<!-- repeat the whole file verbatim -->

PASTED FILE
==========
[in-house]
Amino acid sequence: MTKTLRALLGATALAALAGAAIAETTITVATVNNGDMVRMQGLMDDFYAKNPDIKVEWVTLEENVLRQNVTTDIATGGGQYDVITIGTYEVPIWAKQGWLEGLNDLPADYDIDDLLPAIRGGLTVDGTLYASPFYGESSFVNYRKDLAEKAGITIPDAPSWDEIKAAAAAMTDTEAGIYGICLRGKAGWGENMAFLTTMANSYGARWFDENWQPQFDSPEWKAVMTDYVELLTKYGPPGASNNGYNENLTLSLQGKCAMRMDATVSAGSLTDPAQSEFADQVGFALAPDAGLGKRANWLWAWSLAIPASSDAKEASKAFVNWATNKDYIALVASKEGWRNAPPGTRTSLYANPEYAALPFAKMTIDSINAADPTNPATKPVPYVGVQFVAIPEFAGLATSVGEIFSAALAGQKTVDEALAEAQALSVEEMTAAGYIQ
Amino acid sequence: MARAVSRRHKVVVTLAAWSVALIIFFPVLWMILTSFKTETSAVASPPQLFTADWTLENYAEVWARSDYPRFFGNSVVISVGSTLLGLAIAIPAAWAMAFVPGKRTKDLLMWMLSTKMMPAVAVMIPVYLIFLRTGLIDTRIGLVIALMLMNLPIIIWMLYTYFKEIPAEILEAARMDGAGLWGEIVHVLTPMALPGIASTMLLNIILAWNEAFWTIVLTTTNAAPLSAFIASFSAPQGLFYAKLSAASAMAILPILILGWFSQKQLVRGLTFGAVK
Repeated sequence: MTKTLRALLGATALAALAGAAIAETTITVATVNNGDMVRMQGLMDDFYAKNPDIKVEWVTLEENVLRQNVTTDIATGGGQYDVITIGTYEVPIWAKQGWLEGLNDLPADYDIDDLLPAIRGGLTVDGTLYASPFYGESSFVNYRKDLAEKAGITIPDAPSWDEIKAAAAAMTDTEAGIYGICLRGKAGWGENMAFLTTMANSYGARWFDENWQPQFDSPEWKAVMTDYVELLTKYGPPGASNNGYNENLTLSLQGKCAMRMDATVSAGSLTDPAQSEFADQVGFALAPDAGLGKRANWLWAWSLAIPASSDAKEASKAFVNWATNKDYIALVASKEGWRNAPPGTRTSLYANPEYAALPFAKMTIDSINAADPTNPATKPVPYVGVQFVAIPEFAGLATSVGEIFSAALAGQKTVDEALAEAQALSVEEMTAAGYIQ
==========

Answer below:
[in-house]
Amino acid sequence: MTKTLRALLGATALAALAGAAIAETTITVATVNNGDMVRMQGLMDDFYAKNPDIKVEWVTLEENVLRQNVTTDIATGGGQYDVITIGTYEVPIWAKQGWLEGLNDLPADYDIDDLLPAIRGGLTVDGTLYASPFYGESSFVNYRKDLAEKAGITIPDAPSWDEIKAAAAAMTDTEAGIYGICLRGKAGWGENMAFLTTMANSYGARWFDENWQPQFDSPEWKAVMTDYVELLTKYGPPGASNNGYNENLTLSLQGKCAMRMDATVSAGSLTDPAQSEFADQVGFALAPDAGLGKRANWLWAWSLAIPASSDAKEASKAFVNWATNKDYIALVASKEGWRNAPPGTRTSLYANPEYAALPFAKMTIDSINAADPTNPATKPVPYVGVQFVAIPEFAGLATSVGEIFSAALAGQKTVDEALAEAQALSVEEMTAAGYIQ
Amino acid sequence: MARAVSRRHKVVVTLAAWSVALIIFFPVLWMILTSFKTETSAVASPPQLFTADWTLENYAEVWARSDYPRFFGNSVVISVGSTLLGLAIAIPAAWAMAFVPGKRTKDLLMWMLSTKMMPAVAVMIPVYLIFLRTGLIDTRIGLVIALMLMNLPIIIWMLYTYFKEIPAEILEAARMDGAGLWGEIVHVLTPMALPGIASTMLLNIILAWNEAFWTIVLTTTNAAPLSAFIASFSAPQGLFYAKLSAASAMAILPILILGWFSQKQLVRGLTFGAVK
Repeated sequence: MTKTLRALLGATALAALAGAAIAETTITVATVNNGDMVRMQGLMDDFYAKNPDIKVEWVTLEENVLRQNVTTDIATGGGQYDVITIGTYEVPIWAKQGWLEGLNDLPADYDIDDLLPAIRGGLTVDGTLYASPFYGESSFVNYRKDLAEKAGITIPDAPSWDEIKAAAAAMTDTEAGIYGICLRGKAGWGENMAFLTTMANSYGARWFDENWQPQFDSPEWKAVMTDYVELLTKYGPPGASNNGYNENLTLSLQGKCAMRMDATVSAGSLTDPAQSEFADQVGFALAPDAGLGKRANWLWAWSLAIPASSDAKEASKAFVNWATNKDYIALVASKEGWRNAPPGTRTSLYANPEYAALPFAKMTIDSINAADPTNPATKPVPYVGVQFVAIPEFAGLATSVGEIFSAALAGQKTVDEALAEAQALSVEEMTAAGYIQ